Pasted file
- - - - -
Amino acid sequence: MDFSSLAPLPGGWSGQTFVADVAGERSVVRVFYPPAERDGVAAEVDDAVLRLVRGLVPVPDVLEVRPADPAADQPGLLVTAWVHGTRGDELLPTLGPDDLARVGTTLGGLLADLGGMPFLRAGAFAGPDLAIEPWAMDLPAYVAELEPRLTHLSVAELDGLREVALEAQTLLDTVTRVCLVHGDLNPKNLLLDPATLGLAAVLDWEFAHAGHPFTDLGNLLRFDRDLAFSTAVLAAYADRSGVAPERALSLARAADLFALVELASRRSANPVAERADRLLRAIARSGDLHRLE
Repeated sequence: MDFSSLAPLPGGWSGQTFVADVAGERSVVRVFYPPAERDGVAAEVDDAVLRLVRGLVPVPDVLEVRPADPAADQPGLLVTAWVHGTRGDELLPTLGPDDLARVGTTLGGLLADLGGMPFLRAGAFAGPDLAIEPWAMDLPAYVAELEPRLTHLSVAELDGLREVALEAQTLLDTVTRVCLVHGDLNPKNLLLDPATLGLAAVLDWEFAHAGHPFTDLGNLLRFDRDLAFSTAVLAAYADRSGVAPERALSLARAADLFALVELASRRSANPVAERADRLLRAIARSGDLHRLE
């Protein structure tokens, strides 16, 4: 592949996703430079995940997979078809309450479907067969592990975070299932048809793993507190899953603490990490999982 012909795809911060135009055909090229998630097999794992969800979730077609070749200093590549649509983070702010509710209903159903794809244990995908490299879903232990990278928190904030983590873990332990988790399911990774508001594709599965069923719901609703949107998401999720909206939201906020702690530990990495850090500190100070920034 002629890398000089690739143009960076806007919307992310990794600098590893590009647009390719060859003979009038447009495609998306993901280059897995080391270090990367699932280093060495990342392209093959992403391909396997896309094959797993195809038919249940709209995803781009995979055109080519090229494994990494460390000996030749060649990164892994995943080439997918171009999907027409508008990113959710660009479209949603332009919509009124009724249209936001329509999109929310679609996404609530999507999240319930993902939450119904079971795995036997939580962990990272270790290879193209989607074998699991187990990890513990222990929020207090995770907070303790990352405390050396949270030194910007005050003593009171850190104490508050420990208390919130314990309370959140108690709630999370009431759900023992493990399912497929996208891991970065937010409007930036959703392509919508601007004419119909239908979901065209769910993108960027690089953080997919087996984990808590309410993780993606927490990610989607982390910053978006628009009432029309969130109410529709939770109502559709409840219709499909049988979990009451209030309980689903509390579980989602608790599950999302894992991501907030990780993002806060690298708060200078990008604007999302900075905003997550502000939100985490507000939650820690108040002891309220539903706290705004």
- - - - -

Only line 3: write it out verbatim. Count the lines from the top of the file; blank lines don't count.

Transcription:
């Protein structure tokens, strides 16, 4: 592949996703430079995940997979078809309450479907067969592990975070299932048809793993507190899953603490990490999982 012909795809911060135009055909090229998630097999794992969800979730077609070749200093590549649509983070702010509710209903159903794809244990995908490299879903232990990278928190904030983590873990332990988790399911990774508001594709599965069923719901609703949107998401999720909206939201906020702690530990990495850090500190100070920034 002629890398000089690739143009960076806007919307992310990794600098590893590009647009390719060859003979009038447009495609998306993901280059897995080391270090990367699932280093060495990342392209093959992403391909396997896309094959797993195809038919249940709209995803781009995979055109080519090229494994990494460390000996030749060649990164892994995943080439997918171009999907027409508008990113959710660009479209949603332009919509009124009724249209936001329509999109929310679609996404609530999507999240319930993902939450119904079971795995036997939580962990990272270790290879193209989607074998699991187990990890513990222990929020207090995770907070303790990352405390050396949270030194910007005050003593009171850190104490508050420990208390919130314990309370959140108690709630999370009431759900023992493990399912497929996208891991970065937010409007930036959703392509919508601007004419119909239908979901065209769910993108960027690089953080997919087996984990808590309410993780993606927490990610989607982390910053978006628009009432029309969130109410529709939770109502559709409840219709499909049988979990009451209030309980689903509390579980989602608790599950999302894992991501907030990780993002806060690298708060200078990008604007999302900075905003997550502000939100985490507000939650820690108040002891309220539903706290705004």